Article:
Numerous state and federal statutes and regulations require employers to maintain specific employee records after an individual has left the company. Certain jurisdictions require employers to provide a separation document to terminated employees.
It's possible former employees may request a job reference when applying for a new position elsewhere. If you provide such references, proper records can help determine who is most suitable to handle that request.
Employers must comply with all applicable recordkeeping requirements. Some local and state jurisdictions may have recordkeeping requirements that vary from federal regulations, so it's imperative that you become aware of such requirements in the location(s) in which you do business.
Here's a brief overview of a few of the federal recordkeeping requirements you need to adhere to:
Equal Employment Opportunity Commission (EEOC)
According to EEOC regulations, employers must retain all personnel or employment records for one year. If a charge has been filed against the company, records must be retained until the final disposition of the charge or any lawsuit based on the charge.
Age Discrimination in Employment Act (ADEA) and Fair Labor Standards Act (FLSA)
To comply with the ADEA, employers must maintain payroll records for three years from the date of termination. Certain employee benefits data must be kept for the full period the plan or system is in effect plus one year.
FLSA-required documentation including certain payroll records must be kept for three years from the date of termination.
Failure to maintain required employee records can leave businesses vulnerable to potentially costly fines and penalties by government agencies and adverse outcomes in court.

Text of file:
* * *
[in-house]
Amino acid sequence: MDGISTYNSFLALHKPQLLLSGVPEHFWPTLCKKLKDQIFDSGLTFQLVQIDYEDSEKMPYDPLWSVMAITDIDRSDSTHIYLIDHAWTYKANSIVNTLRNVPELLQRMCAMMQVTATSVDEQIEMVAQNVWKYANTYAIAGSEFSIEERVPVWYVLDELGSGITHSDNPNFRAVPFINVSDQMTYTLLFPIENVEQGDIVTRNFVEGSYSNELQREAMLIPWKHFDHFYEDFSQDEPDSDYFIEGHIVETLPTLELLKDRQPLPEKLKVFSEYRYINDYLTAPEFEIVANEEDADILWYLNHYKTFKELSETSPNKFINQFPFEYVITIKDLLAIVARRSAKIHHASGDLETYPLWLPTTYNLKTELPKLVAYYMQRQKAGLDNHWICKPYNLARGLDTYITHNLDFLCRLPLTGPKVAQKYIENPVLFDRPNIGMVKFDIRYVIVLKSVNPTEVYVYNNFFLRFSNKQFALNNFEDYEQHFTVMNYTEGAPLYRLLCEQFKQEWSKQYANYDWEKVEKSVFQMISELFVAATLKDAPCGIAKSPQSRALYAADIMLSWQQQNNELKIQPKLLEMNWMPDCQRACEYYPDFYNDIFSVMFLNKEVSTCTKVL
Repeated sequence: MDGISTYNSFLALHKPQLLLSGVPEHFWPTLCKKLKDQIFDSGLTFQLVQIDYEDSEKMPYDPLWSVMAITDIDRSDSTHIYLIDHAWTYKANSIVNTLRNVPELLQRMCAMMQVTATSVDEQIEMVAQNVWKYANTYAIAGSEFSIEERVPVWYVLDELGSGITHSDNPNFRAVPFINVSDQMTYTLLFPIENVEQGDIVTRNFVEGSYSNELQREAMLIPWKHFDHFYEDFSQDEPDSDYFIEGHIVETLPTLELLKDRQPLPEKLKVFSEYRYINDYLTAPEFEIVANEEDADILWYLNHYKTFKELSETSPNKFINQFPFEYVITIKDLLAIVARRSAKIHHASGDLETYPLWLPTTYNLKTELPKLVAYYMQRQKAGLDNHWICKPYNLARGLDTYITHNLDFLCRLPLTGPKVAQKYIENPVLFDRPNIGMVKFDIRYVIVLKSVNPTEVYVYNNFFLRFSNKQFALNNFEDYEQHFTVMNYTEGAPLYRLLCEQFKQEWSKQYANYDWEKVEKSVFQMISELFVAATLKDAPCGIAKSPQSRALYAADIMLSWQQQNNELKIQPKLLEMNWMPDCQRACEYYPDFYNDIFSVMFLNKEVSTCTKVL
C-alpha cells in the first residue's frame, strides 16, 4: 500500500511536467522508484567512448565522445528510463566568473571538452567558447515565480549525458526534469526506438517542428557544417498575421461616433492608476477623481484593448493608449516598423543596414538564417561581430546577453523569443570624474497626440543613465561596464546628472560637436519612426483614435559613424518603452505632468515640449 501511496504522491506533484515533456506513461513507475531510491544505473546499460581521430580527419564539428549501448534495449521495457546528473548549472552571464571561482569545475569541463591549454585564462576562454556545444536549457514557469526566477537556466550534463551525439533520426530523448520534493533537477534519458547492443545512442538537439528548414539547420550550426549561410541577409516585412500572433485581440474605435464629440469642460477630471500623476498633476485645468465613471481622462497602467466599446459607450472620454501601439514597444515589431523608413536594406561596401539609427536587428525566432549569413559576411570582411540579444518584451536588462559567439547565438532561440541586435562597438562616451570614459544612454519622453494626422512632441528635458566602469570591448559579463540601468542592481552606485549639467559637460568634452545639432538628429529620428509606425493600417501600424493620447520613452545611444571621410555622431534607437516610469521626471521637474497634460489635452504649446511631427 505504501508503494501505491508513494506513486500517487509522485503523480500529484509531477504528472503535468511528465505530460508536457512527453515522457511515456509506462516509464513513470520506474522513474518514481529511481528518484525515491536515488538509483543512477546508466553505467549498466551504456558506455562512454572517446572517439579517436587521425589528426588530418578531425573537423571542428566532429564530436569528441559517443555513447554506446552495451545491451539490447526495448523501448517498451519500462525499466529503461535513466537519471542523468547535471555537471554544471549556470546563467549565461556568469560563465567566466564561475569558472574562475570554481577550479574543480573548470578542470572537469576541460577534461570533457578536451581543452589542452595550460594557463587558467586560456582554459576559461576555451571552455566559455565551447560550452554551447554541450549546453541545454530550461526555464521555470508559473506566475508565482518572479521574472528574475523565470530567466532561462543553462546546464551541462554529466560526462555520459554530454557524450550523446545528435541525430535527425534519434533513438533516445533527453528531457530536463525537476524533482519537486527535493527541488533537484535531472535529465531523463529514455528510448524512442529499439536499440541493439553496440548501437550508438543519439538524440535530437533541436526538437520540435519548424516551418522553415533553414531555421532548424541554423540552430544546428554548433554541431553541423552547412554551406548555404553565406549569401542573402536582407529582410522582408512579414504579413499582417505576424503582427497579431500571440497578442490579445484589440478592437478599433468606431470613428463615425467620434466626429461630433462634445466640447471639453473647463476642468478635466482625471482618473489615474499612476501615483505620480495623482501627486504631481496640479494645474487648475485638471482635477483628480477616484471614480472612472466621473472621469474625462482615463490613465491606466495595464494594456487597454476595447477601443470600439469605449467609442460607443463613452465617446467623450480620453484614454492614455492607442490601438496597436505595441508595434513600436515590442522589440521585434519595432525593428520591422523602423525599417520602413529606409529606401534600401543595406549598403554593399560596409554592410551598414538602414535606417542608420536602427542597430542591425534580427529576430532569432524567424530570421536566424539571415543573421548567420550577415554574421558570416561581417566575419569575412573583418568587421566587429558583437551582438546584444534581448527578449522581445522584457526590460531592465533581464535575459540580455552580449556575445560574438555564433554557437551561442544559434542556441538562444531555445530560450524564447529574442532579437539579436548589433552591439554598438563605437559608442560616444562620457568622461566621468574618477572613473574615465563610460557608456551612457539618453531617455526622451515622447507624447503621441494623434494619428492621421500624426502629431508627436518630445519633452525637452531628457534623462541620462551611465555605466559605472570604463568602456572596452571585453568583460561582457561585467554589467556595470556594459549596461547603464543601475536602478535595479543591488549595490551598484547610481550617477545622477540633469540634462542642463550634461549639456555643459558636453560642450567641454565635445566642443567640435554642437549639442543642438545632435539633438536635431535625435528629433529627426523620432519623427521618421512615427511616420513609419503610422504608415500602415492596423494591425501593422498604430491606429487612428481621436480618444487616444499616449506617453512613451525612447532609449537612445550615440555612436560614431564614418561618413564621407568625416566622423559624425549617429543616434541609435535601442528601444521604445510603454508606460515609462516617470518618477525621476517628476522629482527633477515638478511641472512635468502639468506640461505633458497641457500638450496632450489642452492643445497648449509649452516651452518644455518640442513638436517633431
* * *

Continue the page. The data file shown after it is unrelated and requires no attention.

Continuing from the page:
Recordkeeping best practices
Paychex senior HR generalist Marissa R. Cato offers these valuable recordkeeping tips:
- Use a central electronic system to house employee records (as opposed to maintaining paper files). Files can be easily separated to maintain confidentiality. "It's faster to search electronic files rather than flip through employee folders and sheets of paper," Cato notes. "Another benefit is the ease with which you can back up files and store them in the cloud or a remote location. This prevents data from being lost in a disaster or extreme weather event." Also, a central system takes up far less physical space than filing cabinets with paper.
- One important exception to the consideration above is that certain types of records can’t be combined together – whether in paper or electronic format. For example, a current or former employee’s medical information may not be saved in the same location as the employee’s personnel file. It is best practice for other documents to be retained separately. For example, the Form I-9 should be saved in a separate location.
- Employers must maintain strict confidentiality of all employee files (electronic and/or paper). "Only people with a legitimate business need to view the information should be able to access these files," Cato says.
In the unwelcome event of a lawsuit against your business, personnel files may help provide relevant documentation and evidence. Such files generally include performance evaluations, employee commendations, notifications of a raise in salary, records of any disciplinary actions taken during the employee's tenure, etc.
It may seem burdensome to maintain employee records after a person has left your business. But proper retention of employee records is required in many jurisdictions.